Each additive (at least in europe) is more or less regulated into big categories of products, the most strict category being “food grade”; the legislation only permits industries to select additives through their list (1000+ possible additives)
Also, additives always migrate, meaning they get out of the plastics through time, heat, contact.. and each additive has a treshold which should not be exceeded (measurements are based on the usage of the product; single use plastic = 1 time use migration treshold measurement)
Soooo when you are putting one type of plastic to melt; there are different additives which may react to each other, and your long lasting “food grade” recycled plastic product will slowly but surely migrate its different additives to the consumer
To limit this effect i would recommend you to have an effective ‘sourcing’; meaning trying a specific product at a time and, if it goes well, put it on a green list; otherwise, red..
(What i wrote is just based on the research of have been doing the past year on the subject, making mistakes, learning from them and searching more & more, which might not be the case of everyone launching PP projects _to answer to the “food-grade” recycled products on the bazar_ ; if any polymer-specialist would mind adding their intel on the subject… 🙂 )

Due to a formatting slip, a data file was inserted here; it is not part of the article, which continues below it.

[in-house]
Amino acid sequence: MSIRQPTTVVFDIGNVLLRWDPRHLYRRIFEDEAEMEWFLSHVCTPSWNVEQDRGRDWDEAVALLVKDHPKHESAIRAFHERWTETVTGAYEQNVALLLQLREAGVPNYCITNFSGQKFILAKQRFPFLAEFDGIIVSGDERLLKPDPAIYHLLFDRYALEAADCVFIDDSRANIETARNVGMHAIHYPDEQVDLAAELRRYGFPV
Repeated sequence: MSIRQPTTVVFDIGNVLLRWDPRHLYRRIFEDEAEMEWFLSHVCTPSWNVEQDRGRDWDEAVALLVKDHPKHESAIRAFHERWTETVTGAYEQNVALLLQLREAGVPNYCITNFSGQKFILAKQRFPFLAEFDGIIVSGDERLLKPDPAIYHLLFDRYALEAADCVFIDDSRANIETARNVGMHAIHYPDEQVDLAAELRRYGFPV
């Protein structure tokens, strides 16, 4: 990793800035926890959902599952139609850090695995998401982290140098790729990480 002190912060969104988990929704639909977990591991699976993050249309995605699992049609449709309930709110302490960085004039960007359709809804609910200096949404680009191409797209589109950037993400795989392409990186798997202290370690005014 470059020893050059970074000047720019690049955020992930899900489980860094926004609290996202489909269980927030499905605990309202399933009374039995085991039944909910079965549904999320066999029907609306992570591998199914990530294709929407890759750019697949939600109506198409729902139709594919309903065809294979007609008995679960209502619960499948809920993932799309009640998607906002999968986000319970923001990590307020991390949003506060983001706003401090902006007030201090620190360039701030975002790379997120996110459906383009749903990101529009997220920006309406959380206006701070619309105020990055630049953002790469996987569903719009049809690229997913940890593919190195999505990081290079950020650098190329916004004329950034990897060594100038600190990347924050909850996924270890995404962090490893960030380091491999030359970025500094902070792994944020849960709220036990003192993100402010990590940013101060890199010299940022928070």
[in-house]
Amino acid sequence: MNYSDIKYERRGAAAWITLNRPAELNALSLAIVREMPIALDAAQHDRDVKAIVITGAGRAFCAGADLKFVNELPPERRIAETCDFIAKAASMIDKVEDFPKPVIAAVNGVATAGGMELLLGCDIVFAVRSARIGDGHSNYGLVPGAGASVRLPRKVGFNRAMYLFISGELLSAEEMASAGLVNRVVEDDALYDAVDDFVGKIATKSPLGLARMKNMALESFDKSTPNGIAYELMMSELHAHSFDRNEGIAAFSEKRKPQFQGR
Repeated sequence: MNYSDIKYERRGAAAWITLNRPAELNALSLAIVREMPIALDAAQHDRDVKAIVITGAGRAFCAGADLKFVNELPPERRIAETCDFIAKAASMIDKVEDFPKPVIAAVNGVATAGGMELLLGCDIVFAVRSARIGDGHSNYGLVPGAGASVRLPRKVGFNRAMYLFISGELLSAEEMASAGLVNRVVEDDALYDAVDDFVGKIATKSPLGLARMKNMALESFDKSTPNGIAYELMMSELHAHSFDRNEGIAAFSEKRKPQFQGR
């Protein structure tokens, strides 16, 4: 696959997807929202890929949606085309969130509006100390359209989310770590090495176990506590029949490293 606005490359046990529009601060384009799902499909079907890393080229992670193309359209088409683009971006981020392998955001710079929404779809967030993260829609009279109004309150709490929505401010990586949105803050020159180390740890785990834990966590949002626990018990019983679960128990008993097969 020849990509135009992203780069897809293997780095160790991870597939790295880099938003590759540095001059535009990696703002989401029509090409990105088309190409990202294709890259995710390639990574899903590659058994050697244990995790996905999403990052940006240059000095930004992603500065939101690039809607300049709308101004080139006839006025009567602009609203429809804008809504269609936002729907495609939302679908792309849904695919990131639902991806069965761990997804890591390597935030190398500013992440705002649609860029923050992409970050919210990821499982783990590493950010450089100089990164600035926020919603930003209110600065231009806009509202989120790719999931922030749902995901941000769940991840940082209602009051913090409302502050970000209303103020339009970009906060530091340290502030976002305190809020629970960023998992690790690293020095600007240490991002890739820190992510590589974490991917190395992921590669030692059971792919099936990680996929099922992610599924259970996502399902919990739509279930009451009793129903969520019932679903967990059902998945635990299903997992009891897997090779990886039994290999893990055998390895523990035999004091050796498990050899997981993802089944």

Thanks for the information. I am aware of the additives issues and sourcing the material is my way to minimise the risks. I am doing bowls but also zero risk items like door knobs and tiles.
The idea can work if Nestle is already doing something similar. They sell it here
Those bottles are are made of recycled PET (Type 1), Red Solo cups are made of PS (Type 6), I can not find any reliable info on recycled PS being food safe, but it is food safe on its first time around. You can check the FDA guidance on food packaging contact below, it is a guideline the FDA uses to determine the leeching of chemicals from food containers into food.
You are looking for sturdiness so PET may work it might just need to be a thicker cup and PET is readily available. You could even create receptacles and reward college students for recycling their bottles using a block-chain, a points system when they recycle bottles they earn points and can redeem the points later to purchase the rolo cups.
The company below sells PET cups and they have and they have an interesting school recycle program for Styrofoam trays. You could get a package of the cups below and see if they are a worthy substitute. the below cups are recycled PET.
Please correct me if any information is not correct or out of date.
Earth is our one and only home!
recycled PET, as an industrial process, goes through different process, one of them being the regeneration.
We do not have access to that..
Also, PET recycling always uses virgin pellets (new plastic) for the recycled products; and the % of recled plastic is always under 50% (around 20-25%)